As a short addendum to yesterday’s post, I’m not sure these Q4 data uphold UK European Minster James Cleverly’s apparent claim that the growth spurt in the Northern Irish economy originates in the public sector… The only question I have is how would these positive figures be affected if the attempt to negotiate changes to the protocol on east west are abandoned? Mick FealtyMick is founding editor of Slugger. He has written papers on the impacts of the Internet on …

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Micheál Martin: there’s only one way home, and that’s back to the negotiation table. 

One of the great liberations of taking yourself off Twitter and the baleful influence of its audience driving algorithms is not so much what it leaves you read and or watch, but the hyperbole it frees you from. I’m rapidly coming to the conclusion that Brexit is failing in execution because its architects may have felt that in just getting the decision made all the rest would follow as a matter of course. A good outcome is hard to achieve …

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“Everything points to a new agreement that can be spun as addressing DUP concerns…”

Am I alone in thinking much of what gets said and is purportedly done regarding the Northern Ireland Protocol sits within the BS category rather than out and out lying? There’s a very perceptive letter in the Guardian this morning from John Morrison which pretty much covers a politics which is getting thinner and thinner by the day. He writes: Our outrage about the government’s Rwanda asylum policy is just playing into the hands of ministers, who want to be …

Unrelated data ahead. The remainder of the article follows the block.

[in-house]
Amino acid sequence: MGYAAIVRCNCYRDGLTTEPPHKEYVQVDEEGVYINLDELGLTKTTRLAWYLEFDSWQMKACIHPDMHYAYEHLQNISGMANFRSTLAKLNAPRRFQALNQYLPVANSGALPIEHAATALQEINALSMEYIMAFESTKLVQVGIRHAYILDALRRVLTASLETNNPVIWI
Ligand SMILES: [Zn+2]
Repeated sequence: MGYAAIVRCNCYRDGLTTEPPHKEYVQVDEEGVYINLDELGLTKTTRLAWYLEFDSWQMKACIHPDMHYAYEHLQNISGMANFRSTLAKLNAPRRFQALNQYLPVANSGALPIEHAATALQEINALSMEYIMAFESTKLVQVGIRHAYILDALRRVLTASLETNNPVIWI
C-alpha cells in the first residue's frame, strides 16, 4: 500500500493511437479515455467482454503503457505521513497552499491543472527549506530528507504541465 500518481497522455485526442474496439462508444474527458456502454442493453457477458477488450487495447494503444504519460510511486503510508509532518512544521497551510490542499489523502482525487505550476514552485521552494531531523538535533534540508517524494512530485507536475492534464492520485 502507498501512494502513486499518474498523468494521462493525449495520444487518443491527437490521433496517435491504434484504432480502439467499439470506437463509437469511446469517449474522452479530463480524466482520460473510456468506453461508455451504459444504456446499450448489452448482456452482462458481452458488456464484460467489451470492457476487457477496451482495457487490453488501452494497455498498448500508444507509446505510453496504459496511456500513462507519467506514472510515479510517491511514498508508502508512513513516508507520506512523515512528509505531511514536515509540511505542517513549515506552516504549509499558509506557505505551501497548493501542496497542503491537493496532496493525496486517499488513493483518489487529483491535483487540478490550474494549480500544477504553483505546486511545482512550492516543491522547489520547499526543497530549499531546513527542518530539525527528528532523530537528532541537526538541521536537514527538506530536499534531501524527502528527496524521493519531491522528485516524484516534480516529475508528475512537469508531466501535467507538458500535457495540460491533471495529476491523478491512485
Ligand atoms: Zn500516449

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Will the NI Protocol Bill trigger a first Tory Vote Strike?

Fascinating analysis on the manoeuvres inside the governing parties, and the first opportunity for the idea of a vote strike against the Northern Ireland Protocol bill due in next week…   Mick FealtyMick is founding editor of Slugger. He has written papers on the impacts of the Internet on politics and the wider media and is a regular guest and speaking events across Ireland, the UK and Europe. Twitter: @MickFealty

How do we save the Belfast Agreement if we ignore the continual mothballing of its key institutions?

cows, pasture, alm

Alex Kane this week put into the public domain a question I’ve been thinking about privately a lot since the most recent collapse of Stormont, and is one that has to be answered before there’s any real hope of progress. That is that we really need to take a long and serious look at the workings of the Belfast Agreement, and support what’s worked but to be really clear eyed about its ongoing failure to promote power sharing. Here’s his …

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Current chaotic state of UK government does not help NI’s real economic issues with the Protocol…

diploma, parchment, graduation

In a recent, otherwise well informed, discussion the idea came that the DUP is only using the protocol to prolong the time when it will have to accept being deputy First Minister. I had two problems with that. It assumes that the issues around the protocol are trivial (no party in Stormont thinks this), plus the idea that there’s any easy recovery from the current position for the party in any new election is naive to say the least. It …

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A minimal case in favour of a constitutional monarchy…

monarchy, monarch, britain

For the weekend that’s in it, here’s Phil Moorhouse with a mild defence of the British monarchy, and why he’d vote to retain it, even while not arguing strongly for it. See the second half where he contrasts the functionary nature of a constitutional monarch with the cagey politicking of even a weak President (like Ireland’s)… Mick FealtyMick is founding editor of Slugger. He has written papers on the impacts of the Internet on politics and the wider media and …